But there are numerous thing that make a CC a better boat, and I will have to make a list.
By the way I have a 34 SeaVee for sale LOL.(still would not trade to a sport fisher)
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Old 05-15-2010, 10:44 AM
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I never had the $ for a big boat. But, I have friends with them

The big go fast boats are a no brainer in Florida, it so nice for so long that few of them have enclosures, and they don't normally HAVE to go 60 miles to fish....

Up in the NE where the fish are 60+ miles, a big CC is okay if you don't have anything else. Like going camping (when and if it stays nice). The best bite is almost always at dusk or dawn, overniters are always the best trips. My partner used to leave 3pm and return 24 hours later, intrest in doing that on a CC are over for me. Now, that same trip on a boat that has more amenities than my home... "What can I bring, Cap?"
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Old 05-15-2010, 11:59 AM
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Quote:
Originally Posted by Timm View Post
CC's are nice if all your fishing is day trips. If you want to stay aboard for a couple of days, they aren't very practical. A large SF can be used as a second home on weekends. With the price of waterfront real estate, it may be far cheaper to buy a large, older SF for a couple hundred thousand and park it in a nice marina somewhere your family enjoys spending weekends, like near a nice beach.

I still can't understand people spending over $100,000 for a 26' CC. You would think after 20+ years designing boats that it would make sense to me by now, but it doesn't. By the way, I love CC's and spend the bulk of my time designing them.
X2.
It is part regional too. Cc in the northeast, I have no use for one, short season for that.
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Old 05-15-2010, 12:54 PM
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To say a sportfish is simply a waste of money is ignorance.



Each type of boat has its own unique useage.

If all you want to do is run around in the intracostal. You need an entry level CC.

If you want to run far out to the fish and back the same day. Buy the biggest and fastest CC you can afford.

If you want to run out to the fish, hang out there for the night, and back the next day or next few days. You need a sportfish.



The best senario is to own one of each for each different occasion.
A Hewes 21
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and last but not least - Octopus.
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Old 05-15-2010, 02:30 PM
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My neighbor has a 52' Hatteras that he bought cheap, and he's frugal. His use for the boat (because he's retired) is to leave his home whenever and troll out as far as his party wants to go. He's burning 5GPH so he doesn't care if he trolls all day long. Overnight a night or two and come back in. For him, time isn't important, so his trips are cheap and comfortable while having his family and friends around him.

young = CC....and SF as you age.
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Old 05-15-2010, 02:54 PM
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I guess I'm a 'tweener. I have 2 young kids (2 and 4) so need a place for the kids to escape the weather and to play...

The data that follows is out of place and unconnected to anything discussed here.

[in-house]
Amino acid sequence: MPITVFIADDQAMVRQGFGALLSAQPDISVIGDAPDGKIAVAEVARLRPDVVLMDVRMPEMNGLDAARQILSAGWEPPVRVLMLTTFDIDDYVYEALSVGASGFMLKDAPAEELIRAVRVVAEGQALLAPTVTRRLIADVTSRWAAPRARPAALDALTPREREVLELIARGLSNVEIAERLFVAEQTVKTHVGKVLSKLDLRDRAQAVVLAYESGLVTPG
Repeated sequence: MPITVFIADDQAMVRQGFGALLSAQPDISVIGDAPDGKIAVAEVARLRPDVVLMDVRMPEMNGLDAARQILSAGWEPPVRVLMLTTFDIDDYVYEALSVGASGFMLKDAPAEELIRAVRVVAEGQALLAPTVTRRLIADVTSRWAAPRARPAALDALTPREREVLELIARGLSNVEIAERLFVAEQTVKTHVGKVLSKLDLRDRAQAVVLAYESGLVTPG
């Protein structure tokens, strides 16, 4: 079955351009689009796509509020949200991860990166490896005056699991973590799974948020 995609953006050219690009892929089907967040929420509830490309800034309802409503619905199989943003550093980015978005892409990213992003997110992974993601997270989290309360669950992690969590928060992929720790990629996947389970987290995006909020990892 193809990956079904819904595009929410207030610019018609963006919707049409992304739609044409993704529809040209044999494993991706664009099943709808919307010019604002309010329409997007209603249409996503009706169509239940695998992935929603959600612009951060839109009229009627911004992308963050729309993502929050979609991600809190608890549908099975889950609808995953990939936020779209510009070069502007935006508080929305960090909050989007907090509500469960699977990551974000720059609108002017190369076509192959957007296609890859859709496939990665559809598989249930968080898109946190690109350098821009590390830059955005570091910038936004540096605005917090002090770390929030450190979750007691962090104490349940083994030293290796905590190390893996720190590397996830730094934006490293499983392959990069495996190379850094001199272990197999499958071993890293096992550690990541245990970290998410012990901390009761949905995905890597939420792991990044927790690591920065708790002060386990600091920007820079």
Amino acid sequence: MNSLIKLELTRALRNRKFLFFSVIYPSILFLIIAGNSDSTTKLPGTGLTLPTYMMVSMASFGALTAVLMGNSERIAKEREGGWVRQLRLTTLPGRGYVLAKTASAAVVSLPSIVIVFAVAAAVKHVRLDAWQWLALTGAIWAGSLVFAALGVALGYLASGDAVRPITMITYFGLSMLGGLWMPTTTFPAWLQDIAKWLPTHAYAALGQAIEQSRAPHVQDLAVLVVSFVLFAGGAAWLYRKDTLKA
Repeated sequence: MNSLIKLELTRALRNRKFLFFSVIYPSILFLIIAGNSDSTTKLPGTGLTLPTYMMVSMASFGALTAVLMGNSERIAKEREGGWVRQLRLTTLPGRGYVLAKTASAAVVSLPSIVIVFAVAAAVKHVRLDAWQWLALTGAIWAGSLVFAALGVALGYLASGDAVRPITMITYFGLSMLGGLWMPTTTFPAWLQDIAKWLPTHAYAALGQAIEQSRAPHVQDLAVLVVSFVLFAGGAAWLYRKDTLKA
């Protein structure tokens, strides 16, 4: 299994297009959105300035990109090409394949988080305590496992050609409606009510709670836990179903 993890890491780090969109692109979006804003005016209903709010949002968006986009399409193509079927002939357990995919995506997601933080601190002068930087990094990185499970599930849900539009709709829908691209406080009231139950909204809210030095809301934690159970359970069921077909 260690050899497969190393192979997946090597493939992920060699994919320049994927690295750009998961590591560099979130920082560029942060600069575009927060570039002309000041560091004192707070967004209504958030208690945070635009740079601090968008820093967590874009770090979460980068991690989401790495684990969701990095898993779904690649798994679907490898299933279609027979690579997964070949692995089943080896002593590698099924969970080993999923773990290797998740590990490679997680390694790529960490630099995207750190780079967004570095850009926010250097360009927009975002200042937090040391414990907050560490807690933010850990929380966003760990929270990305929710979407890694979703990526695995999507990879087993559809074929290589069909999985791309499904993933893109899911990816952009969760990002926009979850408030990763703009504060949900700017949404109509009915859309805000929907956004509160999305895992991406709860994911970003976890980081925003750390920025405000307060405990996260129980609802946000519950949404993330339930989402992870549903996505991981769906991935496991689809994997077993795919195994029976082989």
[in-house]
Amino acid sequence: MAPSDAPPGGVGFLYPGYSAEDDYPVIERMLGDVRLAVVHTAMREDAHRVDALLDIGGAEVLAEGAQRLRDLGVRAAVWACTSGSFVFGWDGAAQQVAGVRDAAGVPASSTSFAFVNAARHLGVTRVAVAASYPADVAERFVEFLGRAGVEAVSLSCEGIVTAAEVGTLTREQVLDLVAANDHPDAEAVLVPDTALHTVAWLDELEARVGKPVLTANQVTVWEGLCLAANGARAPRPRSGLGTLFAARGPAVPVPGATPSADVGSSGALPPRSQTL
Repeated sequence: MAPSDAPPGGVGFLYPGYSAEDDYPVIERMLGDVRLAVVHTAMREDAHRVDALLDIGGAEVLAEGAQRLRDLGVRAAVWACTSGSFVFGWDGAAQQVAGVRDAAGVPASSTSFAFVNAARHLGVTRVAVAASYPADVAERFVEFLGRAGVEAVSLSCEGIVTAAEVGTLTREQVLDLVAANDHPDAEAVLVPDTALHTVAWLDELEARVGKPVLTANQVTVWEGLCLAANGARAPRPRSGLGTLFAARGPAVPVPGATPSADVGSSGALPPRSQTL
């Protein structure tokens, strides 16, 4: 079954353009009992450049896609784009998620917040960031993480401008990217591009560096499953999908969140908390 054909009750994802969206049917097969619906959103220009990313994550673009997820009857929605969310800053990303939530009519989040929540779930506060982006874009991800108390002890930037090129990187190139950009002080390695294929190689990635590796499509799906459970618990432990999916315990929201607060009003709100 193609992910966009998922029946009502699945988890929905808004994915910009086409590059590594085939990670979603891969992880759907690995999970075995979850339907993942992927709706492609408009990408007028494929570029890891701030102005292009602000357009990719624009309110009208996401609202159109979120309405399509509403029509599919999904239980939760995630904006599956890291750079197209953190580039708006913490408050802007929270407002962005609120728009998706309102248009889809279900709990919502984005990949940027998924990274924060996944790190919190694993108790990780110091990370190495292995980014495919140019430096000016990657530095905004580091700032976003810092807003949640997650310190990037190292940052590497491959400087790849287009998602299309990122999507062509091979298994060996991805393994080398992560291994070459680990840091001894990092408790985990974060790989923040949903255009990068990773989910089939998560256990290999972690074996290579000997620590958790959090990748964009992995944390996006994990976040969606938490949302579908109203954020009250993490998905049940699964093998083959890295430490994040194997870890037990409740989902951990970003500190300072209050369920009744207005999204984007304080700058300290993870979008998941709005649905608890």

I currently have a Hydra Sports 2500 VX

I prefer the express configuration even for the bigger boats (low 40 foot range). The elevated helm of convertibles is designrd for a hired captain IMHO. I hate being separated from the action...

As for sleeping on the boat... I'm sure it'll be fun for the kids as a novelty. But my wife and I are spoiled... we'll get a room / suite regardless...

No need to drag a livingroom and kitchen around...
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Old 05-15-2010, 02:58 PM
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no one has said rough water capability, sure CC's are fun and fast, but when I want to go fishing in 6-8 or have payed entry into a billfish tourny and its 8-10, well boys im still going fishing you cant do that in a 30 foot CC. I live off NC where the weather is good about 1/4 of the time to go in a 23 foot cc offshore. I guess its all want you want, id rather sit there and cruise out at 20-25 knots sippin diesel and then put out lines for wahoo when we get deep enough and troll till we get where were going.
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Old 05-15-2010, 03:00 PM
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Hard to compare a big SF and a 36 CC...made to do basically the same thing in 2 different ways....ever try to fight a fish 360 degrees around the boat...tough on a SF...tons of expensive maintenance, dock fees, much slower, higher GPH, harder to handle in close quarters, on and on....CC can get sporty in nasty conditions, you might get wet, your beer cans/bottles get wet in a cooler, no place to sleep, no TV or oven, no A/C anywhere....wind in you hair....
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Old 05-15-2010, 03:12 PM
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Same difference as between a sports car like a Porche and a nice big Escalade: comfort.
A CC is great if youre intersted in nothing but catching fish. If you also like to relax and enjoy life on the water for itself - there's nothing like a nice comfortable 40' SF w/ a flybridge. A nice 40 Jersey or 42' Post - nothing like it!
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Old 05-15-2010, 03:26 PM
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We have both, a large CC (38 ft) and a 50 ft SF. They both have their advantages, but I will say that the only fishing that gets done on the CC now days is a quick run out for snapper or other bottom fish.

Living in Texas, we have a long way to go to get to the marlin, it was certainly fun to run out 80 or so miles in the CC and then run back later that night. But, the SF wins hands down for multiple day long trips and for tournament fishing. Just the extra storage space makes it worth it to us, not to mention the comfort... The post above sums it up perfectly, it's a Porsche vs. an Escalade. Which one would you rather drive cross country in through a hurricane?
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Old 05-15-2010, 03:36 PM
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Default I did not start the OP to compare a CC to a 50 ft SF or differences? Its the guys >>>

That I see moving down that dont have too $$. They are getting more frugal even though they dont have too. Or they are looking to simplify their fishing experiences I think. Is this a trend or just a part of the bad economic times?>I think its a trend.
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Old 05-15-2010, 04:13 PM
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IMO a sportfish is the real deal. The trend has been for CC's to be more like them in size, amenities, and comfort. (not going to make any friends on this forum with that!)

The economy and fuel costs have made sportys much harder to own and operate.